What a game for the first week of the season.
Jason Chimera for Washington had two goals while the second, third and fourth-liners added the majority of the scoring for both teams.
Although it was a defensive nightmare, it certainly proved to be entertaining for the home crowd in Washington.
Here's some interesting postgame thoughts after some good ole' Monday night hockey.
You can blame recent death of his uncle or maybe perhaps jet-lag from his trip to Russia, but something isn't quite right with Alex Ovechkin.
He looked almost lost out there on some shifts, skating slowly in circles or just being lackadaisical in his own end. These types of things worry Capitals fans to the core.
Granted Ovechkin showed flashes of brilliance, but his glaring laziness overcame the shine. Overall, Ovechkin had only three shots (also uncharacteristic of him) and a minus-two rating in Monday night's game. He even missed his shootout attempt.
For the sake of Washington, Ovechkin better get a fire lit underneath him soon and score some goals. He has been very anemic on offense for a while.
The Lightning scored three goals that were shot from directly below the goal line against the Caps. One goal, scored by Teddy Purcell, redirected perfectly off of Mike Green's skate into the upper right corner of the net past Tomas Vokoun.
Sadly enough, it was the first "shot" of the game and, subsequently, the first goal against Tomas Vokoun. That doesn't help any goalie's confidence.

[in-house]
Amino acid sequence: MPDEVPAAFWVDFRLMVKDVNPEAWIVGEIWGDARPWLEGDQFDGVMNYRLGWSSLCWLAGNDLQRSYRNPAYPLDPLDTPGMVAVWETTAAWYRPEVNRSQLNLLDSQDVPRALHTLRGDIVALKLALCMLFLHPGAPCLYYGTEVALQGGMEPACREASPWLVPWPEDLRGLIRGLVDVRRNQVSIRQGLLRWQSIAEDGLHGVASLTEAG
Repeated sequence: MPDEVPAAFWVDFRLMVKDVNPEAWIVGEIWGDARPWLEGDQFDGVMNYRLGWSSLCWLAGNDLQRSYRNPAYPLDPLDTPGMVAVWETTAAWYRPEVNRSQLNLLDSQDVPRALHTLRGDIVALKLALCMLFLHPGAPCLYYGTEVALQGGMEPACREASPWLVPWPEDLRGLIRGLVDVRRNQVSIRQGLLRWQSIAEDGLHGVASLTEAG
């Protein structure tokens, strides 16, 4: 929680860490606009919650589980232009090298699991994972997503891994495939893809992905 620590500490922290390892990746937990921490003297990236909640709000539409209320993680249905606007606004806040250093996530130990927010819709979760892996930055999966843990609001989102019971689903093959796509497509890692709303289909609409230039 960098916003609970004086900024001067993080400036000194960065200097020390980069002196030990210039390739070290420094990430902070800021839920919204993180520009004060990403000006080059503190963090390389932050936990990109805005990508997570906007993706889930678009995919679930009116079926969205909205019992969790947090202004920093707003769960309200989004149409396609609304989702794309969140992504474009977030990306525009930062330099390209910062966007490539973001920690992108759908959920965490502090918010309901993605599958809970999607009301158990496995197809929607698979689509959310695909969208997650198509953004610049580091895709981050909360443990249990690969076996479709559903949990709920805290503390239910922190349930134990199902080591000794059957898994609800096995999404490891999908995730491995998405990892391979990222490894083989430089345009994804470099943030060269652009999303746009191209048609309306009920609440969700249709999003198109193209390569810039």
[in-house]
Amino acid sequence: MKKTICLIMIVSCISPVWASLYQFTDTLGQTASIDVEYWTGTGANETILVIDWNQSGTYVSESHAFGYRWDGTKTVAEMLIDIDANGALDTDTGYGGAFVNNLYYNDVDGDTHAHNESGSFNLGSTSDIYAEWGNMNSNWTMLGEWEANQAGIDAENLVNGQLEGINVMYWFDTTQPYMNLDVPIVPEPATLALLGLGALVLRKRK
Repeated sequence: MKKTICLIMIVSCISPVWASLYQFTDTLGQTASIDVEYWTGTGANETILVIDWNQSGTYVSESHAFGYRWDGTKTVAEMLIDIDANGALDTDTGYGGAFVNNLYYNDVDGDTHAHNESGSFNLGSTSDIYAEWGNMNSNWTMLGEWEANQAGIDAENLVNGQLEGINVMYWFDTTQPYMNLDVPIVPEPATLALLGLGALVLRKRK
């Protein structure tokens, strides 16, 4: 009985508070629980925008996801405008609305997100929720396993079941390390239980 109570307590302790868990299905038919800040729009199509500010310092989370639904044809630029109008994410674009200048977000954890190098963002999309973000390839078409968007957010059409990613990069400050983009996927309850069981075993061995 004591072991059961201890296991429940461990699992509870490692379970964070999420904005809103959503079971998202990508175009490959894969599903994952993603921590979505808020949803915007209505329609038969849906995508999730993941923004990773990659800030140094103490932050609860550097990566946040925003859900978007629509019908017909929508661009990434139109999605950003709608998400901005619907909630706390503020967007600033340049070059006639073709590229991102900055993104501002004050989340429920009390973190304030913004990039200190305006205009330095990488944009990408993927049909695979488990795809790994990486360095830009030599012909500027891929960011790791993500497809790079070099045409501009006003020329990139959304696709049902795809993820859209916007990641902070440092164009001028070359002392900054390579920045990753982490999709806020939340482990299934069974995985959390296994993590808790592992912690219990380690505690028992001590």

Although Vokoun seemingly picked it up later, and specifically in overtime, he also let in two other garbage goals through the course of the game.
A .821 save percentage with five goals allowed is very concerning for Tomas Vokoun and Washington in general.
That being said, this is not the first time the Lightning have scored from that area. It seemed as if every game against the Capitals during the 2011 postseason saw the Lightning putting a "garbage" goal in the Washington net.
It appears as if the Lightning may have found a glaring hole in Washington's defense. Look for them to continue to exploit it throughout the season.
Apparently all you have to do to motivate a feisty and fast young NHL player is to sit him out for the season opener. Obviously intended to spark some motivation in Marcus Johansson, Bruce Boudreau scratched him against Carolina to start the season, putting Matthieu Perreault in his place.
It appears as if Johansson has learned his lesson.
Marcus Johansson may have been the best player for Washington this game, netting a big goal and an assist as well. His ability to finesse past defenders was flawless and his speed was nothing short of jaw-dropping.
If he can continue to develop and play with the same intensity, Johansson may very well be looking at a very productive season.
Without question, Vincent Lecavalier, Steven Stamkos and Martin St. Louis are the three most dangerous players on the Lightning roster.
The same can be said for Alex Semin, Alex Ovechkin and Nicklas Backstrom for the Washington Capitals.
In a game where 10, yes t-e-n goals were scored, it seems a statistical improbability—nay, a near statistical impossibility that none of the aforementioned six would record a single point.
Looking at the stats, not one of the biggest six names on the ice registered a goal or an assist and actually combined for a minus-seven rating.
Granted, the Lightning stars looked worlds ahead of the Capitals leaders defensively, so the edge has to go to them.
This game was absolutely spectacular to watch.
A postseason rematch went down to the wire, eventually culminating into an excellent shootout display.
With five more games coming for the season, Lightning and Capitals fans can rejoice in some of the most entertaining hockey in the Eastern Conference.
Expect Stamkos, Ovechkin, Lecavalier and Backstrom to rack up points more readily throughout the season series.
Who else is excited?